A High Court judge has thrown out judicial reviews brought by two medical reporting organisations (MROs) against their suspension from the MedCo portal. Mr Justice Lavender said there was “obviously something unsatisfactory” about the approach taken by Med Chambers and Prime Medicals.
UK motor insurers should see “a strong uplift in profits” next year as a result of the discount rate review and whiplash reforms, Big Four accountancy firm EY has predicted. It forecast that insurance premiums would also fall by up to £21 if the discount rate rises from -2.5% to 0-1%, as suggested by the Ministry of Justice.
Claimant lawyers have leapt on a newspaper report that accused insurers of “routinely inflating repair costs” by as much as 100%, while receiving “undisclosed kickbacks” for the difference. Lobbying group Access to Justice said the Association of British Insurers had shown “breathtaking hypocrisy” in failing to condemn the practice while continuing to argue for whiplash reform.
Some 560 authorised users of MedCo – law firms, claims management companies and compensators – were suspended from the system earlier in the spring for failing to accept the new user agreement that requires them to declare financial links with any medical reporting organisation. Meanwhile, four tier 1 MROs have been reclassified as tier 2.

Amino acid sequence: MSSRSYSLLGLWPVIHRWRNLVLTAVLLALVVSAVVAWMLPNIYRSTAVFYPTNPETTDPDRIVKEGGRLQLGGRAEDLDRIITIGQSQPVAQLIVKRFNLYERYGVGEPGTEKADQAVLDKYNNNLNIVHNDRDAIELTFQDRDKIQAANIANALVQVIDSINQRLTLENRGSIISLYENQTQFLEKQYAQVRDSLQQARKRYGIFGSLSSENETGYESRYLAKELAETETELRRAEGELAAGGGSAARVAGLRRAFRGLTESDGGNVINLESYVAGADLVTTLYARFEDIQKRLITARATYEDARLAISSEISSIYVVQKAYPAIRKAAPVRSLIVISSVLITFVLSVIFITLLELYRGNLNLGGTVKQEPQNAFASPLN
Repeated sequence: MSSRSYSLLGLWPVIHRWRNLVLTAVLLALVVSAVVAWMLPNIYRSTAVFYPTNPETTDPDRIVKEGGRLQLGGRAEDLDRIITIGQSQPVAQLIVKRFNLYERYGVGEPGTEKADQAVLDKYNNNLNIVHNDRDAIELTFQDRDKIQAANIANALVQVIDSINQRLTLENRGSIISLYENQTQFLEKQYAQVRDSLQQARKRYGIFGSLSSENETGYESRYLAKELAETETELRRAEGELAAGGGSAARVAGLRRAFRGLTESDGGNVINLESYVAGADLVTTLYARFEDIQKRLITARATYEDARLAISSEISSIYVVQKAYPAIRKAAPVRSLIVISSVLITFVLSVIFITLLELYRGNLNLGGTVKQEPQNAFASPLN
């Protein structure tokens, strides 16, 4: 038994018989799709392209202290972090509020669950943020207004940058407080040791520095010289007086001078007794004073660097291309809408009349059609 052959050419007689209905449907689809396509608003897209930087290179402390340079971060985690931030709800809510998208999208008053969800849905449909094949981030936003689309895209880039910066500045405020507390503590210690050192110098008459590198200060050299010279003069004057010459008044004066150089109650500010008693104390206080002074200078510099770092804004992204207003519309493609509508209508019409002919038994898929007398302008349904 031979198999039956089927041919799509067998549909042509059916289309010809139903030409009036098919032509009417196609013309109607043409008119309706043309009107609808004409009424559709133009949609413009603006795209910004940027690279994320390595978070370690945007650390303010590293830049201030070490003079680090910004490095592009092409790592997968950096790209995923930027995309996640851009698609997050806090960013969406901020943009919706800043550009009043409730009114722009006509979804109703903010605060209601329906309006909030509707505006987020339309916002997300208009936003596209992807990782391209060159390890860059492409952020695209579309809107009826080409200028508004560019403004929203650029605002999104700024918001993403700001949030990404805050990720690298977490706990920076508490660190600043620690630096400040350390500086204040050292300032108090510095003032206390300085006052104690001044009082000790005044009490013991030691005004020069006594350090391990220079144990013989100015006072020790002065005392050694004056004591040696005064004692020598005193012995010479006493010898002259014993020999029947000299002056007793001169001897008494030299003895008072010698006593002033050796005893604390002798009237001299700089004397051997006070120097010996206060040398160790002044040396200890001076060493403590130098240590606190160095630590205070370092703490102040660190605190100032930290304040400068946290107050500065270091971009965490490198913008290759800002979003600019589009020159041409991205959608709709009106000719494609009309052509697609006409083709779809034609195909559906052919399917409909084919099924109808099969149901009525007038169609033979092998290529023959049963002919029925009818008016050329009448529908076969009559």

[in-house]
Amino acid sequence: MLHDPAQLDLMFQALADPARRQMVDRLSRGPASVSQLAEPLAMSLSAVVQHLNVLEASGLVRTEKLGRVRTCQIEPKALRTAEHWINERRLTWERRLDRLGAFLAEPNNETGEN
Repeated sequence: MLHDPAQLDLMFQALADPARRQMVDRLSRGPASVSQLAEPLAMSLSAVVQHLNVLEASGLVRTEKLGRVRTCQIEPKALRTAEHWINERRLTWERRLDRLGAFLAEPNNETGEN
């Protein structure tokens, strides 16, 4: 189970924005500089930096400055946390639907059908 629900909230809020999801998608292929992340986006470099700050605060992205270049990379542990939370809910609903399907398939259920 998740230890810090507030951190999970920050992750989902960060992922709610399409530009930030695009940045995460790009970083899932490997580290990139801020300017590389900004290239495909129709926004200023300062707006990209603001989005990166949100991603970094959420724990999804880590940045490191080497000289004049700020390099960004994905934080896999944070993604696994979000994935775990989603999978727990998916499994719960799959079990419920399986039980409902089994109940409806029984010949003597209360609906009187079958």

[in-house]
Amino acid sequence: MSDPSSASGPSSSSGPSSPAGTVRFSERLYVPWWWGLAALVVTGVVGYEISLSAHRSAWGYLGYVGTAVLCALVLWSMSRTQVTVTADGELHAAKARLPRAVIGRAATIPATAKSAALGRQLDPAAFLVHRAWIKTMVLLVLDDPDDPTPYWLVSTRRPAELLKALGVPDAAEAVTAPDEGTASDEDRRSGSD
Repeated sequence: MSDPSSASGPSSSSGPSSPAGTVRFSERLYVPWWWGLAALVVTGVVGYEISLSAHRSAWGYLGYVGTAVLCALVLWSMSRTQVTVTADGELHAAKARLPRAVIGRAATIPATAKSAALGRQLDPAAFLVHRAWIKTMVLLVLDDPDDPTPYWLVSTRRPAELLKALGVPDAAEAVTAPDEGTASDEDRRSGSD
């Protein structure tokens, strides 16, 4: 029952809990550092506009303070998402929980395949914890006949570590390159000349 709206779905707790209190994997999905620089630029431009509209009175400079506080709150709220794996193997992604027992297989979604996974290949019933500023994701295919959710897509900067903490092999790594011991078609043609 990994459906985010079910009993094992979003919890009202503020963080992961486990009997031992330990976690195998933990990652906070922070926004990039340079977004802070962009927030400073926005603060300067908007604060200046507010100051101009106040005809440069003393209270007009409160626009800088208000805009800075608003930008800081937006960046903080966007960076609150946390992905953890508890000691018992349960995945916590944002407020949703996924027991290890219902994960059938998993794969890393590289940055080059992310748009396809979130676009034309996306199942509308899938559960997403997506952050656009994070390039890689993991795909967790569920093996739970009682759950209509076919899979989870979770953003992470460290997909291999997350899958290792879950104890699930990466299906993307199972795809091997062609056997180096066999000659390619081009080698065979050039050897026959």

MedCo has identified and suspended a further 21 ‘shell’ companies from the MedCo system, taking the total purged since the revised qualifying criteria were put in place last October to 155. The definition of a medical reporting organisation was changed last year to stop the use of shells to gather instructions and forward them on.
MedCo has continued its enforcement activity by suspending 23 medical reporting organisations and 14 direct medical experts for failing to upload medical case data to its system. Both are required to upload medical case data as part of their user agreements.
Solicitors who received the £400 stage 1 fixed-costs payment due under the original version of the RTA protocol do not have to repay the money even though no action was then taken on their cases, the Court of Appeal has ruled.
MedCo issued 337 warning letters to users – and went on to suspend two-thirds of them – over the past year for behaviours such as circumventing the random search selection process and influencing medical experts’ opinions on diagnosis/prognosis, it has emerged.